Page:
Triple Crown winners

Key
Year Links to the article about the corresponding Major League Baseball season
Member of the National Baseball Hall of Fame and Museum
Player is active
* Denotes "Major League" Triple Crown
§ Player also won the MVP Award in the same year
HR Home runs
RBI Runs batted in
AVG Batting average
W Wins
K Strikeouts
ERA Earned run average
NL National League
AL American League
AA American Association

Batting

Miguel Cabrera is the most recent Triple Crown winner, achieving it in 2012; the first since 1967.
Year Player Position Team League HR RBI AVG Ref(s)
1878 Hines, PaulPaul Hines Center fielder Providence Grays NL 4 50 .358 [30]
1887 O'Neill, TipTip O'Neill Left fielder St. Louis Browns AA 14 123 .435 [8]
1894 Duffy, HughHugh Duffy Outfielder Boston Beaneaters NL 18 145 .440 [31]
1901 Lajoie, NapNap Lajoie Second baseman Philadelphia Athletics AL 14 125 .426 [32]
1909 Cobb, TyTy Cobb Right fielder Detroit Tigers AL 9* 107* .377* [33][34]
1922 Hornsby, RogersRogers Hornsby Second baseman St. Louis Cardinals NL 42 152 .401 [4]
1925 Hornsby, RogersRogers Hornsby Second baseman St. Louis Cardinals NL 39* 143* .403* [5][35]
1933 Foxx, JimmieJimmie Foxx§ First baseman Philadelphia Athletics AL 48 163 .356 [36]
1933 Klein, ChuckChuck Klein Right fielder Philadelphia Phillies NL 28 120 .368 [37]
1934 Gehrig, LouLou Gehrig First baseman New York Yankees AL 49* 165* .363* [38][39]
1937 Medwick, JoeJoe Medwick§ Left fielder St. Louis Cardinals NL 31 154 .374 [40]
1942 Williams, TedTed Williams Left fielder Boston Red Sox AL 36* 137* .356* [6][41]
1947 Williams, TedTed Williams Left fielder Boston Red Sox AL 32 114 .343 [7]
1956 Mantle, MickeyMickey Mantle§ Center fielder New York Yankees AL 52* 130* .353* [42][43]
1966 Robinson, FrankFrank Robinson§ Right fielder Baltimore Orioles AL 49 122 .316 [44]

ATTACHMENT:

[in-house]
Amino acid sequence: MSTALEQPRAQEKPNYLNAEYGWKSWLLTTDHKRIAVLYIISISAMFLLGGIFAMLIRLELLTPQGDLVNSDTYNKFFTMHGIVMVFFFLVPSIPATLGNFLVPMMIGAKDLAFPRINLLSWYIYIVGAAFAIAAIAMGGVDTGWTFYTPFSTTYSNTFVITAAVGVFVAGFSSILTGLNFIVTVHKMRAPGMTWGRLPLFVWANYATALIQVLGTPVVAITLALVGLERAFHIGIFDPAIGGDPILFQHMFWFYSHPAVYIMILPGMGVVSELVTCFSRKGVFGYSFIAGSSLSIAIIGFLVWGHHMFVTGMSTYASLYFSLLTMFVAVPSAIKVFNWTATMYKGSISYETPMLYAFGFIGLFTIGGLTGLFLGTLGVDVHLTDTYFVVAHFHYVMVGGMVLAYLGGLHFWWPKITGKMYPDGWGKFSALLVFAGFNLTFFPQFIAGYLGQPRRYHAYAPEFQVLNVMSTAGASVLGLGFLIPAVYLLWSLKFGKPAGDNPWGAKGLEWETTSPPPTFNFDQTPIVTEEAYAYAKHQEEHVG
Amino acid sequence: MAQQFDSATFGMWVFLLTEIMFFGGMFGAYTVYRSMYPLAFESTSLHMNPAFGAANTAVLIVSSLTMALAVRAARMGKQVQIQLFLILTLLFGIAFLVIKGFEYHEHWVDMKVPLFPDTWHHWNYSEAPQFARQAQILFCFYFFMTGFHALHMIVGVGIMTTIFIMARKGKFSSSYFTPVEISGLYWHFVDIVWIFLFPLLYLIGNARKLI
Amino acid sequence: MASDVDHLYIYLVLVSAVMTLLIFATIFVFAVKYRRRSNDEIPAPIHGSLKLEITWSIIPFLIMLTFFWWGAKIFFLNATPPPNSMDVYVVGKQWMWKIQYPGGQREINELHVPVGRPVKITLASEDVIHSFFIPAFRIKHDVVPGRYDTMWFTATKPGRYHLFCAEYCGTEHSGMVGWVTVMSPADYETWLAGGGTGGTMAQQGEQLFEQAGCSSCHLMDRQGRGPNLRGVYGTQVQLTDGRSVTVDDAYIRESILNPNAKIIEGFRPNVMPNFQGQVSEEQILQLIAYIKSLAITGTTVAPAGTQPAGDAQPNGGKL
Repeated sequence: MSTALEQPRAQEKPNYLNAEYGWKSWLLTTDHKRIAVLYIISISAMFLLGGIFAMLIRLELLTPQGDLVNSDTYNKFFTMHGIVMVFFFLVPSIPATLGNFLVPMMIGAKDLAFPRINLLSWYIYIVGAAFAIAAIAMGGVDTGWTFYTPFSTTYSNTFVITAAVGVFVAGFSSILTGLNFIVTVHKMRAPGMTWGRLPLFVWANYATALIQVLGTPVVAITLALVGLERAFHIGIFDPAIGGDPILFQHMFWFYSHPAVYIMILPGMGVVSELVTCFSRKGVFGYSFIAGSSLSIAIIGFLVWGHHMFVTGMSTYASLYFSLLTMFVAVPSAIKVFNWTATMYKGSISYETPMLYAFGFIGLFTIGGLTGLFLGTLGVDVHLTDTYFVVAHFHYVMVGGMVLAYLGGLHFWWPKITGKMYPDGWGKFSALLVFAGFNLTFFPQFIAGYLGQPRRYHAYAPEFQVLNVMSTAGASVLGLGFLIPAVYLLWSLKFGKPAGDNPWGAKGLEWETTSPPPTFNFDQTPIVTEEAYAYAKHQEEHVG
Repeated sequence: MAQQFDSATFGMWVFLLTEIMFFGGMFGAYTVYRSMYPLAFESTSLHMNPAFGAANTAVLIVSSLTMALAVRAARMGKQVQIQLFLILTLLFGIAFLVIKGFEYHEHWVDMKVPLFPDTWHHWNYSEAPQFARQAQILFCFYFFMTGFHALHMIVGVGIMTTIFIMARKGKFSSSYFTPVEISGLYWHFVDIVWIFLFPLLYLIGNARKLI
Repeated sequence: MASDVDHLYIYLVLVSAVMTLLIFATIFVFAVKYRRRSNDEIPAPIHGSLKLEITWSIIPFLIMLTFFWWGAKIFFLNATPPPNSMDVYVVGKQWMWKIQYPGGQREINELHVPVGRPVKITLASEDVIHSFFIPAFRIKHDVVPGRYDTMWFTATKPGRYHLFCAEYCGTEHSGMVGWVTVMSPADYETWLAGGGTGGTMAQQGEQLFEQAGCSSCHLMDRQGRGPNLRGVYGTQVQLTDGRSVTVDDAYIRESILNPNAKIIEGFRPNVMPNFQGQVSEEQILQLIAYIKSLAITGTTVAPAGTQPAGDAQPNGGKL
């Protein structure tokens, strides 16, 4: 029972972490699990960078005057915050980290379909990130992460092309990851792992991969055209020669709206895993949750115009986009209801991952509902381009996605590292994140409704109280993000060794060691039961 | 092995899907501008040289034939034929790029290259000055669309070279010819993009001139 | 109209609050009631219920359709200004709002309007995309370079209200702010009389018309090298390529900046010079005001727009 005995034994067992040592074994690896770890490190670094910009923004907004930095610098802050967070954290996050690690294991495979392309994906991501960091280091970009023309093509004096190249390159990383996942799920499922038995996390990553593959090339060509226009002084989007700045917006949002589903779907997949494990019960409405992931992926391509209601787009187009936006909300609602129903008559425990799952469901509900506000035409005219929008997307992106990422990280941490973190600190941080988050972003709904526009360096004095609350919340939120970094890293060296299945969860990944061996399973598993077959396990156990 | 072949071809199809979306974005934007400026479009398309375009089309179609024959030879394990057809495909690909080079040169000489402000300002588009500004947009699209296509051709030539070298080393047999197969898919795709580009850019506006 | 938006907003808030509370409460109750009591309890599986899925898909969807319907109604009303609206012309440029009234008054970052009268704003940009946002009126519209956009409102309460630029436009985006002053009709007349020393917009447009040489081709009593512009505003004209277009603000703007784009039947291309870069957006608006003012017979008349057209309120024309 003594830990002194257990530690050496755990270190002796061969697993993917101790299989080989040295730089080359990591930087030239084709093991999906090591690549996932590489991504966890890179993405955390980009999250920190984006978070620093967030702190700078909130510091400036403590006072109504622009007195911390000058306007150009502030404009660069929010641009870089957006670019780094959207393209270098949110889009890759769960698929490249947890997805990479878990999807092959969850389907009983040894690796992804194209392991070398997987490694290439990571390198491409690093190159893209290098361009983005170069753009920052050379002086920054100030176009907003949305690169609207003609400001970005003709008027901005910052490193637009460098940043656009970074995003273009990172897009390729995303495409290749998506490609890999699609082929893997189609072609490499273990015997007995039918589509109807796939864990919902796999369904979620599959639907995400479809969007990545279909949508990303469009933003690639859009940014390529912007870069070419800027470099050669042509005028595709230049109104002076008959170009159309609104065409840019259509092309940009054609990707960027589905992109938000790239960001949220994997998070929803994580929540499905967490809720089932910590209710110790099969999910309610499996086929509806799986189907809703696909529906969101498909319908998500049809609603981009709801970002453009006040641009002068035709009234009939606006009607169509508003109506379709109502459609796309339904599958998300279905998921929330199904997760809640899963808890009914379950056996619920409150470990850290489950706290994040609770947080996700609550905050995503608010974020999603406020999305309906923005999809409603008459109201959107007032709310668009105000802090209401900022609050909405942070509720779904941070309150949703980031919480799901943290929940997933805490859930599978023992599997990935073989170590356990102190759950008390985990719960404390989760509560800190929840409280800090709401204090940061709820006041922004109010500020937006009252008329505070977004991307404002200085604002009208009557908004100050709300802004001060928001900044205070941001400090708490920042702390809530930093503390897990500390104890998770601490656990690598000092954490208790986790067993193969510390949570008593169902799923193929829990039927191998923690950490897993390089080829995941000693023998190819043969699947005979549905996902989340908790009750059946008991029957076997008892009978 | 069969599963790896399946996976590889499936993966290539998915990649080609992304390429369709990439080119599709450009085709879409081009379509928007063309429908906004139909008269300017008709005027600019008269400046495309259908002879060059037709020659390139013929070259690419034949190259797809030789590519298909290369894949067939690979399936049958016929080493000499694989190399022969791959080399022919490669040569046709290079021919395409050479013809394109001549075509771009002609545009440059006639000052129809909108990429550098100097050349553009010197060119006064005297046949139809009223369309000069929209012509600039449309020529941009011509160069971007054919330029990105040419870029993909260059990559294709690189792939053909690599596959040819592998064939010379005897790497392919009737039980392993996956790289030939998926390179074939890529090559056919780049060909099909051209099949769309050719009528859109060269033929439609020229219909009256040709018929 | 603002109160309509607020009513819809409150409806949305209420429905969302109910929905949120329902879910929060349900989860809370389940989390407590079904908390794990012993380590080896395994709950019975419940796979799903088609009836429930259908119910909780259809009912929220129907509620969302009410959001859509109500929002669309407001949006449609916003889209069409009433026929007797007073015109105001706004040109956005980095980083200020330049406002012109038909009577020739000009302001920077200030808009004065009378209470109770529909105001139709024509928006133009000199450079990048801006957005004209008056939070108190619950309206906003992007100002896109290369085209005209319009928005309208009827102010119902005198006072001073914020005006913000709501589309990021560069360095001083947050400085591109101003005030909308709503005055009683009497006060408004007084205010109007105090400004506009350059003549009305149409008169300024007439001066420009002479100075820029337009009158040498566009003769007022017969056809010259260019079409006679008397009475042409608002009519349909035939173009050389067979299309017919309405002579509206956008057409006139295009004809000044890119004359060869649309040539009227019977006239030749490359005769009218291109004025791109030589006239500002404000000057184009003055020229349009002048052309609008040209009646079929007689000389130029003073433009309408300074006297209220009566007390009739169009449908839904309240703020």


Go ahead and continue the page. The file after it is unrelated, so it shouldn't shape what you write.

1967 Yastrzemski, CarlCarl Yastrzemski§ Left fielder Boston Red Sox AL 44 121 .326 [45]
2012 Cabrera, MiguelMiguel Cabrera§ Third baseman Detroit Tigers AL 44 139 .330 [46]

The Seamheads.com Negro Leagues Database[47]shows six instances of a player leading a so-called Negro League in batting average, home runs, and RBIs. The players are Oscar Charleston, Josh Gibson, Pete Hill, and Heavy Johnson. This source indicates that one player, Charleston, achieved the feat three times. Three times a player, including Charleston, led all Negro Leagues batters, rather than one particular league, in the three categories.

According to the data provided by the Seamheads source, Hall-of-Fame centerfielder Oscar Charleston, in 1918 as a member of the Indianapolis ABCs, led all Western Independent Clubs batters with a .381 batting average, 3 home runs, and 43 RBI: this in 38 games.[48] In 1921, Charleston, then a member of the Negro National League's St. Louis Giants, led all Negro Leagues batters with a .433 average, 15 home runs, and 91 RBI: this in 77 games.[49] In 1924, Charleston, of the Harrisburg Giants, led the Eastern Colored League with a .405 average, 15 homers, and 63 RBI, in 54 games.[50]

This source indicates that, in 1933, Hall-of-Fame catcher Josh Gibson led all Negro Leagues batters with a .406 average, 14 home runs, and 60 RBI, in 55 games with the Pittsburgh Crawfords of the Negro National League (II).[51] In 1910, Pete Hill, a Hall-of-Famer playing centerfield for the Chicago Leland Giants, led all batters in the Negro Leagues with a .511 batting average, 4 taters, and 27 ribs, in 22 games.[52] In 1923, Heavy Johnson led the Negro National League with a .406 average, 20 home runs, and 120 RBI, playing 98 games, primarily as a rightfielder, for the Kansas City Monarchs.[53]